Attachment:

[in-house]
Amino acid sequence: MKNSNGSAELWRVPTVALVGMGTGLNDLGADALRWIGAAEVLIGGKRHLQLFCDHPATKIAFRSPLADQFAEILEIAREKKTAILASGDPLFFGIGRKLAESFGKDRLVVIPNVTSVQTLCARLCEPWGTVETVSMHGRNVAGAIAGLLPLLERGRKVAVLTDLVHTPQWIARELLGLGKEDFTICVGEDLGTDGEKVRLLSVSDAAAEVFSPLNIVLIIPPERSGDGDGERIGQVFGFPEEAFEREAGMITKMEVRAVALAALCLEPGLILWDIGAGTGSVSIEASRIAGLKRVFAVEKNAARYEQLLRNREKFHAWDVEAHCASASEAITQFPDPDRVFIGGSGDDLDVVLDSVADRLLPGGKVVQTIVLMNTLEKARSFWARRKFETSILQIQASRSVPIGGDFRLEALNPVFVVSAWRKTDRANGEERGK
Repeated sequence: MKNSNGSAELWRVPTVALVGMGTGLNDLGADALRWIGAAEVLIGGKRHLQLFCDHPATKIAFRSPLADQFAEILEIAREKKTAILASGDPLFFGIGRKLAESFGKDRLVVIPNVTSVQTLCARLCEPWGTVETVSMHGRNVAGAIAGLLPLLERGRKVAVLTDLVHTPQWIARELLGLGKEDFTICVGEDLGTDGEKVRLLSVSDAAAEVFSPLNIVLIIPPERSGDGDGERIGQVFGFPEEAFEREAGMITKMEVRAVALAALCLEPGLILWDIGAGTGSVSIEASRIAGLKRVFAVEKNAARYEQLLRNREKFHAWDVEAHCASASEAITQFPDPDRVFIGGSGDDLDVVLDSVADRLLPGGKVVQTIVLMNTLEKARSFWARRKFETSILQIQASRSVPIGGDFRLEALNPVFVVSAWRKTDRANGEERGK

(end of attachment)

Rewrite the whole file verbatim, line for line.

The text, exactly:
[in-house]
Amino acid sequence: MKNSNGSAELWRVPTVALVGMGTGLNDLGADALRWIGAAEVLIGGKRHLQLFCDHPATKIAFRSPLADQFAEILEIAREKKTAILASGDPLFFGIGRKLAESFGKDRLVVIPNVTSVQTLCARLCEPWGTVETVSMHGRNVAGAIAGLLPLLERGRKVAVLTDLVHTPQWIARELLGLGKEDFTICVGEDLGTDGEKVRLLSVSDAAAEVFSPLNIVLIIPPERSGDGDGERIGQVFGFPEEAFEREAGMITKMEVRAVALAALCLEPGLILWDIGAGTGSVSIEASRIAGLKRVFAVEKNAARYEQLLRNREKFHAWDVEAHCASASEAITQFPDPDRVFIGGSGDDLDVVLDSVADRLLPGGKVVQTIVLMNTLEKARSFWARRKFETSILQIQASRSVPIGGDFRLEALNPVFVVSAWRKTDRANGEERGK
Repeated sequence: MKNSNGSAELWRVPTVALVGMGTGLNDLGADALRWIGAAEVLIGGKRHLQLFCDHPATKIAFRSPLADQFAEILEIAREKKTAILASGDPLFFGIGRKLAESFGKDRLVVIPNVTSVQTLCARLCEPWGTVETVSMHGRNVAGAIAGLLPLLERGRKVAVLTDLVHTPQWIARELLGLGKEDFTICVGEDLGTDGEKVRLLSVSDAAAEVFSPLNIVLIIPPERSGDGDGERIGQVFGFPEEAFEREAGMITKMEVRAVALAALCLEPGLILWDIGAGTGSVSIEASRIAGLKRVFAVEKNAARYEQLLRNREKFHAWDVEAHCASASEAITQFPDPDRVFIGGSGDDLDVVLDSVADRLLPGGKVVQTIVLMNTLEKARSFWARRKFETSILQIQASRSVPIGGDFRLEALNPVFVVSAWRKTDRANGEERGK